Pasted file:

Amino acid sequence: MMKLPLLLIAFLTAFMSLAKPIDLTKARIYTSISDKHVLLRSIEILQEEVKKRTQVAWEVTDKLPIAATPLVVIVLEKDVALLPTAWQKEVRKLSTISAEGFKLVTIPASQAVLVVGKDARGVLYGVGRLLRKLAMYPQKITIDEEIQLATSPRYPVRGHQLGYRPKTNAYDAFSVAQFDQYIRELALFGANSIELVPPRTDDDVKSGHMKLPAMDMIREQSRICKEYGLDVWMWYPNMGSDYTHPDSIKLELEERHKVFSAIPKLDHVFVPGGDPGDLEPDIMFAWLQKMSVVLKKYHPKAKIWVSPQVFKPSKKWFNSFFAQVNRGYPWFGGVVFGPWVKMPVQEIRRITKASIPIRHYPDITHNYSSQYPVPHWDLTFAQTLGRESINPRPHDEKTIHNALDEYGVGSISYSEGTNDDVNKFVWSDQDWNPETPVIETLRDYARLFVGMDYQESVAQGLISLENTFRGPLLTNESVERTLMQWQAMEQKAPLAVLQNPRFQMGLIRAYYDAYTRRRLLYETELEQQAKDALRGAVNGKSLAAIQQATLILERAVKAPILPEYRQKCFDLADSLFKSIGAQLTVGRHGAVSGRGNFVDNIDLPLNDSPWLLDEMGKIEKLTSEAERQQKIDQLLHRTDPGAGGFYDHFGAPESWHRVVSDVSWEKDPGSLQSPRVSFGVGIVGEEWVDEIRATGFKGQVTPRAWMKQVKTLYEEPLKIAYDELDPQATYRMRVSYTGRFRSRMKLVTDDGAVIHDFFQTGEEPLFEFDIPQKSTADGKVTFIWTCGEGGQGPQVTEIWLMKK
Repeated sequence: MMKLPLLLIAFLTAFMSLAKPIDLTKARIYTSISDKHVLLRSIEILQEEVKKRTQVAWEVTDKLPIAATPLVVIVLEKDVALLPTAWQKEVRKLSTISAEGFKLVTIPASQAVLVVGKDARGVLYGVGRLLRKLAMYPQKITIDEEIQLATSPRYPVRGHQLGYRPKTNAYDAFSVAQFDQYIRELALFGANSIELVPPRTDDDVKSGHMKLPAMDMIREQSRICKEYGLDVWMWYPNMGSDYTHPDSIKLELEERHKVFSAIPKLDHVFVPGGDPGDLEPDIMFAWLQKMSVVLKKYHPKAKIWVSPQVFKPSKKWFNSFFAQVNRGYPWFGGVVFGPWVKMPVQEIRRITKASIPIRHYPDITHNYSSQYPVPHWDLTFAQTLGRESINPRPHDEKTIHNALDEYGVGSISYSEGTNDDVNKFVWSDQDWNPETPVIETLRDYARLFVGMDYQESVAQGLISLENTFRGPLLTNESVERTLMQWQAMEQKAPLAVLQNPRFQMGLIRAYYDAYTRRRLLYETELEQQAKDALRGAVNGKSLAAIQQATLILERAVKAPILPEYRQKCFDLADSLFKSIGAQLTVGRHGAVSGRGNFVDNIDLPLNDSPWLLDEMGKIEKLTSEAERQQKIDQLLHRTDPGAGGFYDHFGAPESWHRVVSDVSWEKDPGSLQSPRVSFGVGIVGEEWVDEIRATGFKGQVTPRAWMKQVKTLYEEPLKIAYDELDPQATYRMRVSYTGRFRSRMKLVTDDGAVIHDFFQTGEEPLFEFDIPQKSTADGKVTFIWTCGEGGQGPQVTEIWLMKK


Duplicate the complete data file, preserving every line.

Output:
Amino acid sequence: MMKLPLLLIAFLTAFMSLAKPIDLTKARIYTSISDKHVLLRSIEILQEEVKKRTQVAWEVTDKLPIAATPLVVIVLEKDVALLPTAWQKEVRKLSTISAEGFKLVTIPASQAVLVVGKDARGVLYGVGRLLRKLAMYPQKITIDEEIQLATSPRYPVRGHQLGYRPKTNAYDAFSVAQFDQYIRELALFGANSIELVPPRTDDDVKSGHMKLPAMDMIREQSRICKEYGLDVWMWYPNMGSDYTHPDSIKLELEERHKVFSAIPKLDHVFVPGGDPGDLEPDIMFAWLQKMSVVLKKYHPKAKIWVSPQVFKPSKKWFNSFFAQVNRGYPWFGGVVFGPWVKMPVQEIRRITKASIPIRHYPDITHNYSSQYPVPHWDLTFAQTLGRESINPRPHDEKTIHNALDEYGVGSISYSEGTNDDVNKFVWSDQDWNPETPVIETLRDYARLFVGMDYQESVAQGLISLENTFRGPLLTNESVERTLMQWQAMEQKAPLAVLQNPRFQMGLIRAYYDAYTRRRLLYETELEQQAKDALRGAVNGKSLAAIQQATLILERAVKAPILPEYRQKCFDLADSLFKSIGAQLTVGRHGAVSGRGNFVDNIDLPLNDSPWLLDEMGKIEKLTSEAERQQKIDQLLHRTDPGAGGFYDHFGAPESWHRVVSDVSWEKDPGSLQSPRVSFGVGIVGEEWVDEIRATGFKGQVTPRAWMKQVKTLYEEPLKIAYDELDPQATYRMRVSYTGRFRSRMKLVTDDGAVIHDFFQTGEEPLFEFDIPQKSTADGKVTFIWTCGEGGQGPQVTEIWLMKK
Repeated sequence: MMKLPLLLIAFLTAFMSLAKPIDLTKARIYTSISDKHVLLRSIEILQEEVKKRTQVAWEVTDKLPIAATPLVVIVLEKDVALLPTAWQKEVRKLSTISAEGFKLVTIPASQAVLVVGKDARGVLYGVGRLLRKLAMYPQKITIDEEIQLATSPRYPVRGHQLGYRPKTNAYDAFSVAQFDQYIRELALFGANSIELVPPRTDDDVKSGHMKLPAMDMIREQSRICKEYGLDVWMWYPNMGSDYTHPDSIKLELEERHKVFSAIPKLDHVFVPGGDPGDLEPDIMFAWLQKMSVVLKKYHPKAKIWVSPQVFKPSKKWFNSFFAQVNRGYPWFGGVVFGPWVKMPVQEIRRITKASIPIRHYPDITHNYSSQYPVPHWDLTFAQTLGRESINPRPHDEKTIHNALDEYGVGSISYSEGTNDDVNKFVWSDQDWNPETPVIETLRDYARLFVGMDYQESVAQGLISLENTFRGPLLTNESVERTLMQWQAMEQKAPLAVLQNPRFQMGLIRAYYDAYTRRRLLYETELEQQAKDALRGAVNGKSLAAIQQATLILERAVKAPILPEYRQKCFDLADSLFKSIGAQLTVGRHGAVSGRGNFVDNIDLPLNDSPWLLDEMGKIEKLTSEAERQQKIDQLLHRTDPGAGGFYDHFGAPESWHRVVSDVSWEKDPGSLQSPRVSFGVGIVGEEWVDEIRATGFKGQVTPRAWMKQVKTLYEEPLKIAYDELDPQATYRMRVSYTGRFRSRMKLVTDDGAVIHDFFQTGEEPLFEFDIPQKSTADGKVTFIWTCGEGGQGPQVTEIWLMKK